The terms speed and velocity are both used to measure the change in an object's motion. Although you might use speed measurements in daily life, physicists rely on velocity measurements more regularly. The major difference between these two terms is that speed doesn't include direction while velocity does.

Velocity is defined as the rate of change in an object's position over a given distance. The direction of this change can be either positive or negative, depending on the object's movement. This makes velocity a vector quantity, as it contains both magnitude and direction. The magnitude of an object's velocity depends on its displacement while the direction of its movement depends on its speed.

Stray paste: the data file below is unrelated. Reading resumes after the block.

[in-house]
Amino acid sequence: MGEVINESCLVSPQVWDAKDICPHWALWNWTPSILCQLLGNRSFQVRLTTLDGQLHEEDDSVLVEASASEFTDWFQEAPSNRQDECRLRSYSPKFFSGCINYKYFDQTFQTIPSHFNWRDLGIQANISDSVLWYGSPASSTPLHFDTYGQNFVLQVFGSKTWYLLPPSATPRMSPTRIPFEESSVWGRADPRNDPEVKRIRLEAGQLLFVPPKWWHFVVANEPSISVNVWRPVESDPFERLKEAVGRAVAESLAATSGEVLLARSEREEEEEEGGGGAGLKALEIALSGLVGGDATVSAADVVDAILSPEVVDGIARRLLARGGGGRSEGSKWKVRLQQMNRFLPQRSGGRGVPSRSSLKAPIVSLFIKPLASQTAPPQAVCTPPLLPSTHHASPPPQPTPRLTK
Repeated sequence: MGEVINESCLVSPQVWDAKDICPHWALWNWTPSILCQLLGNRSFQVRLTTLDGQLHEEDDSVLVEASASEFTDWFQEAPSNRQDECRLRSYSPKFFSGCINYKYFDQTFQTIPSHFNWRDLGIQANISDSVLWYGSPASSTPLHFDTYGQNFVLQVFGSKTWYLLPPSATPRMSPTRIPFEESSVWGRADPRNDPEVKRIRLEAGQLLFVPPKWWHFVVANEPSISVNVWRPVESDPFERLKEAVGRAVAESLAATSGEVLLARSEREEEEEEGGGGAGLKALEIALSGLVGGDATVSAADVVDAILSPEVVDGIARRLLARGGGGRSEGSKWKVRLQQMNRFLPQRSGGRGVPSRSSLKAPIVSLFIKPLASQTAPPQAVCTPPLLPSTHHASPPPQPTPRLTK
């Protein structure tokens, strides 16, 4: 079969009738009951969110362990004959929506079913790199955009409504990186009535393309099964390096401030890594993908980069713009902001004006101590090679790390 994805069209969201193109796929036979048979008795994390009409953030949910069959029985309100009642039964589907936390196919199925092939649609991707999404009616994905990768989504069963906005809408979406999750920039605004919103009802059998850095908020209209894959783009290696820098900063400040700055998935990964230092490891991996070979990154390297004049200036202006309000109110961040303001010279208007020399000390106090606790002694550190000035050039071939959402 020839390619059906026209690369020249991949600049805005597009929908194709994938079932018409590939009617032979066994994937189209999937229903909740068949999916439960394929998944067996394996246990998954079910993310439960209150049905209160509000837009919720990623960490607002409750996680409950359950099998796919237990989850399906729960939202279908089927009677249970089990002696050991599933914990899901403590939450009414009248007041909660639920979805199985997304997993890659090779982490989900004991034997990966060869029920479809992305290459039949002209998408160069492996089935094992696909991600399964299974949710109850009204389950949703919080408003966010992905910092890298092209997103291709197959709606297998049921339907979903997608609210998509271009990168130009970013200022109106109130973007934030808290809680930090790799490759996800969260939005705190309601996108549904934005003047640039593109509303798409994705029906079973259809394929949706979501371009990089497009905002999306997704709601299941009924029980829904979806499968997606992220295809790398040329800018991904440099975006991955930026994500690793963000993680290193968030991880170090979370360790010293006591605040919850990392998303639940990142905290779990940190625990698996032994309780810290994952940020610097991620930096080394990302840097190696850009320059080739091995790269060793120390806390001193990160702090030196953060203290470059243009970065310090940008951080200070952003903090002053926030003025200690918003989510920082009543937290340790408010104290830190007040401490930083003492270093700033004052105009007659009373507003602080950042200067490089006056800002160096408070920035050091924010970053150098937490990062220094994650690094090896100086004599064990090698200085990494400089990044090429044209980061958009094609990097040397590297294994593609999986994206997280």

As a result, speed can never be zero while an object's velocity can be negative or positive. It's also important to note that an object can have both a positive and negative velocity simultaneously.

One way to understand this difference is to consider a running person traversing an athletics track. At any given moment her instantaneous speed will be the distance she covers during a complete lap of the track, but the average of her velocity will depend on whether or not she changes direction. If she runs around the entire track once, thereby changing her direction each time, then her average velocity will be 0.